Josephine Baker (SelfMadeHero), by Jose-Luis Bocquet and Catel Muller
May. 30, 2017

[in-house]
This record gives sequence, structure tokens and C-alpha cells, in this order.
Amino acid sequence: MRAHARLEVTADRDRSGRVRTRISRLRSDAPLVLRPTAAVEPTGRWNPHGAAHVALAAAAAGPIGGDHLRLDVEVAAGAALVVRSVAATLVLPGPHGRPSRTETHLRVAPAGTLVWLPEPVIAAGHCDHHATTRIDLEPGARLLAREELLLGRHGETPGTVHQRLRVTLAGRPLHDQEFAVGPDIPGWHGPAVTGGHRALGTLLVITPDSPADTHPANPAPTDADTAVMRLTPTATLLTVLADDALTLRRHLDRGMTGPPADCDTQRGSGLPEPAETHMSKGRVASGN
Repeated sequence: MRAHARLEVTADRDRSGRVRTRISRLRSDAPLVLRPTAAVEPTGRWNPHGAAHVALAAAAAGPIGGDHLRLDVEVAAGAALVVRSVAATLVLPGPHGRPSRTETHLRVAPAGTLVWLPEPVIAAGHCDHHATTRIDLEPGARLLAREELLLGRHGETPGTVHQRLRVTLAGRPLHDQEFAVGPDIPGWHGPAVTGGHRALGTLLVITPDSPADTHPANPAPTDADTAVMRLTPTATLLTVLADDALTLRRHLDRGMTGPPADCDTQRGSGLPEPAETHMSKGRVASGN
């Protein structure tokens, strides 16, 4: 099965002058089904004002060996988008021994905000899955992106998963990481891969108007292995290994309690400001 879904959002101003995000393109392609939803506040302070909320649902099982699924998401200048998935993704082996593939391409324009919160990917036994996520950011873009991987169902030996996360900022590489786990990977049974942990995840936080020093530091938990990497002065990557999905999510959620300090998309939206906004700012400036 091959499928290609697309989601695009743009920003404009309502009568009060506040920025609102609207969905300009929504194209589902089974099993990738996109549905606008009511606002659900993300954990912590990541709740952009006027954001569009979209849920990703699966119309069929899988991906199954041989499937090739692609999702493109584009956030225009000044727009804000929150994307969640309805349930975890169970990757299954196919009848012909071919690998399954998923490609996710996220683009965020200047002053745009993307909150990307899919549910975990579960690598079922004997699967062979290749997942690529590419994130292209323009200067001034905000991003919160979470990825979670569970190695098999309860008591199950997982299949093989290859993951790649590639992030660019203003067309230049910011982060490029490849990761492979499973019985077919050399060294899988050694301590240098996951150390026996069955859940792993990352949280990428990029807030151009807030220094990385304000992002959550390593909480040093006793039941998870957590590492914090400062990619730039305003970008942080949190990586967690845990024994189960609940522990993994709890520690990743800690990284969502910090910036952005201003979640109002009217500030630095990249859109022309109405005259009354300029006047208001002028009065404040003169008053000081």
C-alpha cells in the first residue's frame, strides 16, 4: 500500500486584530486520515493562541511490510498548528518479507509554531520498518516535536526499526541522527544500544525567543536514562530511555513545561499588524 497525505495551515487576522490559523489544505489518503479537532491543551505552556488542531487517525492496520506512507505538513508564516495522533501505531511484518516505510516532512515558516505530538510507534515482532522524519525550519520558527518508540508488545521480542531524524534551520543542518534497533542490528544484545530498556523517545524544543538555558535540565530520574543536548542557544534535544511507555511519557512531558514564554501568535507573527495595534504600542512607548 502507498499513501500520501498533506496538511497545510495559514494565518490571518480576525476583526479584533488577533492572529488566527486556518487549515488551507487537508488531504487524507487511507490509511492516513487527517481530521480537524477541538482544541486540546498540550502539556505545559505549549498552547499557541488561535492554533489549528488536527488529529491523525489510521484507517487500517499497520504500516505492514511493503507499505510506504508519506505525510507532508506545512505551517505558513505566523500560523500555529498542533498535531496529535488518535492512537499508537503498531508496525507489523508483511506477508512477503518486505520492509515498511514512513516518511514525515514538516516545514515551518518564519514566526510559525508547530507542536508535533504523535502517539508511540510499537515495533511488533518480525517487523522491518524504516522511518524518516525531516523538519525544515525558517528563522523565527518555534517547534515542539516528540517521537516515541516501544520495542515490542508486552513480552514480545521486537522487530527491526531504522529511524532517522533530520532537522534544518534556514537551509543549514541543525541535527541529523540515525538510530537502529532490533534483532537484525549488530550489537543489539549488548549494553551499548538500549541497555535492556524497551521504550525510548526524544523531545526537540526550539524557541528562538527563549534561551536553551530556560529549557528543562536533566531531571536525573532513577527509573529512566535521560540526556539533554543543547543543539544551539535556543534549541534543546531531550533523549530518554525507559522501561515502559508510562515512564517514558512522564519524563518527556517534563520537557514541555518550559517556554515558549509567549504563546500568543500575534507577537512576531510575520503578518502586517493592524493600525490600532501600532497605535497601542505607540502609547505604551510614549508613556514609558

Josephine Baker led a remarkable life, amply transcribed and pictured in a thick new graphic biography. Writer Jose-Luis Bocquet is guilty of an anachronism or two in the dialogue but renders an accurate impression of Baker as an indomitable force of nature. Born into the shantytown poverty of St. Louis, Baker (1906-1975) was an African American performer who became the toast of Paris in the 1920s and ’30s: a time when the city was the world’s cultural capital and a relatively tolerant refuge for a woman stung by American racism. Included is a detailed timeline that tries to sort fact from legend. Bocquet affirms that Baker spied for the Free French during World War II, knew just about every famous Frenchman and adopted children from a rainbow of backgrounds. Illustrator Catel Muller mirrors Harlem Renaissance imagery with her fluid, bold black-and-white frames.